Tuesday, December 30, 2014

Zhang Zhung: Senge Khabab, Khyunglung Ngulkhar, Khargok Fort


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"Some speculative regions of the ancient kingdom of Zhang Zhung, based on the work of Namkhai Norbu and John Vincent Bellezza".....Scott C. Smith spent many months locating monasteries in Kham and elsewhere in Google Earth. ....http://tapamap.com/tibet/

Click on the map to enlarge

Senge Khabab ("Lion's Mouth")......"The traditional source of the Indus River is the Senge Khabab or "Lion's Mouth", a perennial spring, not far from the sacred Mount Kailash marked by a long low line of Tibetan chortens. There are several other tributaries nearby, which may possibly form a longer stream than Senge Khabab, but unlike the Senger Khabab, are all dependent on snowmelt. The Zanskar River, which flows into the Indus in Ladakh, has a greater volume of water than the Indus itself before that point......" The Dorjungla is a very difficult and long walk, three days perhaps, and there are many sharp rocks; but it its water is clear and blue, hence the tributary's other name, Zom-chu, which Karma Lama translates as 'Blue Water'. The Rakmajang rises from a dark lake called the Black Sea...Sonamtering insists that the Dorjungla is the longest of the 'three types of water' that fall into the Seng Tsanplo ['Lion River' or Indus].".....Albinia, Alice. (2008) Empires of the Indus: The Story of a River. W. W. Norton & Company, New York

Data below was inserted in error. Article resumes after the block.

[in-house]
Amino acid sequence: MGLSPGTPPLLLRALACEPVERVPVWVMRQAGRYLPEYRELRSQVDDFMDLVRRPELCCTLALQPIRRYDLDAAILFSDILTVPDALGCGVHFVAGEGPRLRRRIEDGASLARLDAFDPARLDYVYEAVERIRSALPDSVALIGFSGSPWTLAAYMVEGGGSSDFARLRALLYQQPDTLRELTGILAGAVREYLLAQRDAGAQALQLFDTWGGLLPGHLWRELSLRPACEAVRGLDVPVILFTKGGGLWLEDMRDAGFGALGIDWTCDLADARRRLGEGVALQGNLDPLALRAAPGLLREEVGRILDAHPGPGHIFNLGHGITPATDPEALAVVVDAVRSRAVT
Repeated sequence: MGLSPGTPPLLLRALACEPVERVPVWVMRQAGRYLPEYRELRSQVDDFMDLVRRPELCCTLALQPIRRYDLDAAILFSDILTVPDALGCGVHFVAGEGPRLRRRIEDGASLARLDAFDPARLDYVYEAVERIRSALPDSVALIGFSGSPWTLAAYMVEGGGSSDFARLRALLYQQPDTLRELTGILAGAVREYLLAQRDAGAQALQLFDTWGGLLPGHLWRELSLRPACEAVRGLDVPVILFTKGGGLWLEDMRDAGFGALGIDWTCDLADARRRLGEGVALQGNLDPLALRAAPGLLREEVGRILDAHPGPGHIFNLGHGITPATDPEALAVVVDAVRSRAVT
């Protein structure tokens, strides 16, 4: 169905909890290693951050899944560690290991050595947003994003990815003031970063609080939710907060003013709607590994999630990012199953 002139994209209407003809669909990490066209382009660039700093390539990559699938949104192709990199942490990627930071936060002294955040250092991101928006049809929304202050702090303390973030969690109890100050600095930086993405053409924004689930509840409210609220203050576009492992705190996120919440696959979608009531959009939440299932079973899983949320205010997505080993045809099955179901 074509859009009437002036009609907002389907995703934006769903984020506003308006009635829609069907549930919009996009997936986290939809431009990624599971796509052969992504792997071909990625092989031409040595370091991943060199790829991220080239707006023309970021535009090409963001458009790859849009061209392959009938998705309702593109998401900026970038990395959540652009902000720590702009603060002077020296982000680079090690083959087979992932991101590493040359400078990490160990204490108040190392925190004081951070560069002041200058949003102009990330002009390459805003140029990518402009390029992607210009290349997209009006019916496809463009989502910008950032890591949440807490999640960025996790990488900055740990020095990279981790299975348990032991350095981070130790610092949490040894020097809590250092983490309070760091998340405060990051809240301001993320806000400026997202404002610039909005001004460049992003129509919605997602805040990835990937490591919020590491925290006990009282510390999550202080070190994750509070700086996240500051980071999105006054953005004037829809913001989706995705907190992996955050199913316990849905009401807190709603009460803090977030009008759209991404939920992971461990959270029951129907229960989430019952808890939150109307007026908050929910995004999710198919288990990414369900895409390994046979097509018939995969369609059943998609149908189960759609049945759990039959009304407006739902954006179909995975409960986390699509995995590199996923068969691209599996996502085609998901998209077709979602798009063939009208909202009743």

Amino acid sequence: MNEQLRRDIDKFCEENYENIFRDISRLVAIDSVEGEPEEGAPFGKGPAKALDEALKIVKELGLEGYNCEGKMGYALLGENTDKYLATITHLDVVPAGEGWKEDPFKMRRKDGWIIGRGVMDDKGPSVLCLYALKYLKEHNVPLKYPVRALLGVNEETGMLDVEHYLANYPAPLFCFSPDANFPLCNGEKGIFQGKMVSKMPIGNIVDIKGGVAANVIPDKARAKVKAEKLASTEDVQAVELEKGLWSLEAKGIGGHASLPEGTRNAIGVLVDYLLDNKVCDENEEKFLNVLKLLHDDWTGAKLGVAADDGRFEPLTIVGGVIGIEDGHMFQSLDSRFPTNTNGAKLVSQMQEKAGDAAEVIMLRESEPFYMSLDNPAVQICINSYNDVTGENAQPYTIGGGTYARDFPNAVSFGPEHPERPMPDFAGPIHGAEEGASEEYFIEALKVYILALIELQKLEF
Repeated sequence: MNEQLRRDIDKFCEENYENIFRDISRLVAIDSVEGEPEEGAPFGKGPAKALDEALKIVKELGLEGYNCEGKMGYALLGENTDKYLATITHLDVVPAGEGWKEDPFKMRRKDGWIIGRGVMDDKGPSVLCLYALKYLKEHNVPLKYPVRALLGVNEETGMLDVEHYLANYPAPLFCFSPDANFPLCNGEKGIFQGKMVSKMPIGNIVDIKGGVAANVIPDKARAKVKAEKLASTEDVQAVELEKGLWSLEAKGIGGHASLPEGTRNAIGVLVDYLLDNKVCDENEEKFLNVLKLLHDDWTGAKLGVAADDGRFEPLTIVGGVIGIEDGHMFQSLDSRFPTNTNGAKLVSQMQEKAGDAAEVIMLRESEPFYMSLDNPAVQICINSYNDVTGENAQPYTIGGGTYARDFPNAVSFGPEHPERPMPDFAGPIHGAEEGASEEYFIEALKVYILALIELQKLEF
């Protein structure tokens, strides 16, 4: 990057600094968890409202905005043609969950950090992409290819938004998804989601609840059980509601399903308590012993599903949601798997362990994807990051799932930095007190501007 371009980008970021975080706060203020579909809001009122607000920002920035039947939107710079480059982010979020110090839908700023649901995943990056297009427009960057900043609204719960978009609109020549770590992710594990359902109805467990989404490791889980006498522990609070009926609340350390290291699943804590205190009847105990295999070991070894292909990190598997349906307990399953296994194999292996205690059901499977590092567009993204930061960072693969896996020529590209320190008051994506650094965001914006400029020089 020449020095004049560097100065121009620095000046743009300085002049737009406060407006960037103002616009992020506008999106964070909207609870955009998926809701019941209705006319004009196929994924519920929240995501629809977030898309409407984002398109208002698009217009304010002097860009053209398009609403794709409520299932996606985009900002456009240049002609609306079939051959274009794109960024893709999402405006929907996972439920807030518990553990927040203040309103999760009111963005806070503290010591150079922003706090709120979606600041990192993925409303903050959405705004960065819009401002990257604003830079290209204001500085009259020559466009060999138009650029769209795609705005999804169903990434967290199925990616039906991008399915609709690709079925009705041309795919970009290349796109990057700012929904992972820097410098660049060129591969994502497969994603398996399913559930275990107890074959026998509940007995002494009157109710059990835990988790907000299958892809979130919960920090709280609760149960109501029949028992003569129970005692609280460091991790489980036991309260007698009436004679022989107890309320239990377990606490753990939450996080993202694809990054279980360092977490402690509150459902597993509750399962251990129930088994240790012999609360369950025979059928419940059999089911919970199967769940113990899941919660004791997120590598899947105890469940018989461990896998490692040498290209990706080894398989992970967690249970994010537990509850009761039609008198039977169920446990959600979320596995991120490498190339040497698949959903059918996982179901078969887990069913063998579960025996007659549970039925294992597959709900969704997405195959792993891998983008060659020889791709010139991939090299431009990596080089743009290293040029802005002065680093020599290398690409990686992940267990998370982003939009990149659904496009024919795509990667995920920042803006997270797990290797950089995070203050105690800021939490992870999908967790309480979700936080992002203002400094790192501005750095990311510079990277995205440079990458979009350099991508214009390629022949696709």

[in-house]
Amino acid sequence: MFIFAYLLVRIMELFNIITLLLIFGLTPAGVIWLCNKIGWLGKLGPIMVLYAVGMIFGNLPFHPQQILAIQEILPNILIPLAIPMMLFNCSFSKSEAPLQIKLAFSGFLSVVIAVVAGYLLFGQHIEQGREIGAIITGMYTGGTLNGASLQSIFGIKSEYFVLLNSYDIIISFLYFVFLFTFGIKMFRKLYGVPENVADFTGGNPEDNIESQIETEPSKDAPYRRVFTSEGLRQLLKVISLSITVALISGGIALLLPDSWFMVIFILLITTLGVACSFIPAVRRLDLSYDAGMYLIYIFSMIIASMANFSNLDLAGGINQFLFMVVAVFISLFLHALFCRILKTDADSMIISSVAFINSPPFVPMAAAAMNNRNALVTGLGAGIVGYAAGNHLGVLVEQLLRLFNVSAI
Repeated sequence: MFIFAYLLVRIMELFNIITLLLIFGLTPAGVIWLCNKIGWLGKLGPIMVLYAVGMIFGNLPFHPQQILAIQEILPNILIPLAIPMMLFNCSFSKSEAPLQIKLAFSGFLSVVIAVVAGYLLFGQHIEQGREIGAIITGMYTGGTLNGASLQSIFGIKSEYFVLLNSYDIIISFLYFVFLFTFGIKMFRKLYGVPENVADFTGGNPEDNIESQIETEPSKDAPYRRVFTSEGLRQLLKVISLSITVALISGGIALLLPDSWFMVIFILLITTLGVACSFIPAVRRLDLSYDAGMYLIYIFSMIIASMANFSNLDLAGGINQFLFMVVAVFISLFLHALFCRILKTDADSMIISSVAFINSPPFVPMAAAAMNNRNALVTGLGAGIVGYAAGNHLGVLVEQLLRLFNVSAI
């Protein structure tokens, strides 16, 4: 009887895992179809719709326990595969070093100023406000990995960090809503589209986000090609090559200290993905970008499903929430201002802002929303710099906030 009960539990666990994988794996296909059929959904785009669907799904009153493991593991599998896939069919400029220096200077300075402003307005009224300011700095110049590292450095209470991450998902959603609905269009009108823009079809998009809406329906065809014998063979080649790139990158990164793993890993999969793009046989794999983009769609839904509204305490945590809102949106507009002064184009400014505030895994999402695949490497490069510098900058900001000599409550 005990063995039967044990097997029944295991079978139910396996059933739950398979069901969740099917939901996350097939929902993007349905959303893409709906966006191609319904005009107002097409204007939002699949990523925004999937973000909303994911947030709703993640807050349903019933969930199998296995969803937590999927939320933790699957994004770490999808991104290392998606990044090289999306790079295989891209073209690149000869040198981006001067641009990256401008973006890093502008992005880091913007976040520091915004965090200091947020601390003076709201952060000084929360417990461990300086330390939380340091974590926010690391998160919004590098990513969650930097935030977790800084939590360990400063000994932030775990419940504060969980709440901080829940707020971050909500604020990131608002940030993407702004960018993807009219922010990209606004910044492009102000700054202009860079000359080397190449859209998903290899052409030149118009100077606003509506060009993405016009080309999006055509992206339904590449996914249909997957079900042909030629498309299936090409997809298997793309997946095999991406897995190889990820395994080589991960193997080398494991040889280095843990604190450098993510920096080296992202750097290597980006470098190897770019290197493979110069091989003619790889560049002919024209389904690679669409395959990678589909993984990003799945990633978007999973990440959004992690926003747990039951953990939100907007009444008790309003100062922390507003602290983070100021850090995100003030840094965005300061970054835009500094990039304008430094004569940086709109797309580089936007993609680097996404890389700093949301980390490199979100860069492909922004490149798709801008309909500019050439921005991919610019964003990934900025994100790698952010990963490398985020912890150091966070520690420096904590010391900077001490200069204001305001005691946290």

Senge Khabab stream....Tibet 2011, Kailash kora and trekking to Senge Khabab (Source of the Indus river)....http://tibet2011.narod.ru/index2.html

Khargok.....geographical location: Kargil, Jammu and Kashmir, India, Asia....geographical coordinates: 34° 30' 25" North, 76° 12' 0" East.....

Khargok Fort......Nearby cities: Leh, Manali, Basgo........Coordinates: 33°6'18"N 78°43'25"E

Khyunglung Ngulkhar

The Dawn of Tibet: The Ancient Civilization on the Roof of the World......Page 94....By John Vincent Bellezza

"Drenpa Namkha (dran pa nam mkha') is claimed by both the Buddhist and Bon traditions as an important religious figure. The sources discussing Drenpa Namkha’s life very widely, even within a single tradition: within Bon sources there is thought to be one master with the name Drenpa Namkha in Zhang Zhung and one in Tibet, though his existence is never questioned. Little can be known for certain. According to Buddhist sources Drenpa Namkha was initially a Bon master who converted to Buddhism. He later became one of the twenty-five disciples of Padmasambhava, and is said to have gained the yogic power of being able to tame wild yak with the wave of a hand.....

Unbounded Wholeness : Dzogchen, Bon, and the Logic of the Nonconceptual ...By Anne Carolyn Klein & Geshe Tenzin Wangyal Rinpoche



John Hopkins.....Northern New Mexico….December 2014


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